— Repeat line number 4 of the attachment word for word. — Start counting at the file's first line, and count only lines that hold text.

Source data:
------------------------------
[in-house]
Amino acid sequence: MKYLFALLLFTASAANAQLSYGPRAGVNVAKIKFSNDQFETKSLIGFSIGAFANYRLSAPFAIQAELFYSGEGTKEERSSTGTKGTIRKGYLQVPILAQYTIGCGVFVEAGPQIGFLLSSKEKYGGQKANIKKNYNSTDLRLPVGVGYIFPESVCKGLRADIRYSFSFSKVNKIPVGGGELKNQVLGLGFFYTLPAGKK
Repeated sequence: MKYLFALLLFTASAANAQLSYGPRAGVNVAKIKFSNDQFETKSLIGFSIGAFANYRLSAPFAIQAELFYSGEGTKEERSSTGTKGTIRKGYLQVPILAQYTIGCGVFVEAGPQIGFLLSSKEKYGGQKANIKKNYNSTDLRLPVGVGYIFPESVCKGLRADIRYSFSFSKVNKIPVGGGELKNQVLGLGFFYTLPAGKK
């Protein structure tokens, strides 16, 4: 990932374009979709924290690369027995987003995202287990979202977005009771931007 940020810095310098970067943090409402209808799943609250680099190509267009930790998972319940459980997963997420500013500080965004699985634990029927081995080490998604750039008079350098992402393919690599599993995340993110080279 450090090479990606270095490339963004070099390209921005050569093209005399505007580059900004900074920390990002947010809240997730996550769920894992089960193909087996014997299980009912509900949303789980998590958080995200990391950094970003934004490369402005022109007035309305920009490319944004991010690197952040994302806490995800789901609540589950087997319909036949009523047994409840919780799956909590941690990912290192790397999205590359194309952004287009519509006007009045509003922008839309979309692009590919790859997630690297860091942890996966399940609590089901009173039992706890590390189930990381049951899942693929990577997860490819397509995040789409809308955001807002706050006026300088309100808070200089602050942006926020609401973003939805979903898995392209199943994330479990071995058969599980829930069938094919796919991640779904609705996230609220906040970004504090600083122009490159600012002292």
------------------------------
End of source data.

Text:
């Protein structure tokens, strides 16, 4: 990932374009979709924290690369027995987003995202287990979202977005009771931007 940020810095310098970067943090409402209808799943609250680099190509267009930790998972319940459980997963997420500013500080965004699985634990029927081995080490998604750039008079350098992402393919690599599993995340993110080279 450090090479990606270095490339963004070099390209921005050569093209005399505007580059900004900074920390990002947010809240997730996550769920894992089960193909087996014997299980009912509900949303789980998590958080995200990391950094970003934004490369402005022109007035309305920009490319944004991010690197952040994302806490995800789901609540589950087997319909036949009523047994409840919780799956909590941690990912290192790397999205590359194309952004287009519509006007009045509003922008839309979309692009590919790859997630690297860091942890996966399940609590089901009173039992706890590390189930990381049951899942693929990577997860490819397509995040789409809308955001807002706050006026300088309100808070200089602050942006926020609401973003939805979903898995392209199943994330479990071995058969599980829930069938094919796919991640779904609705996230609220906040970004504090600083122009490159600012002292």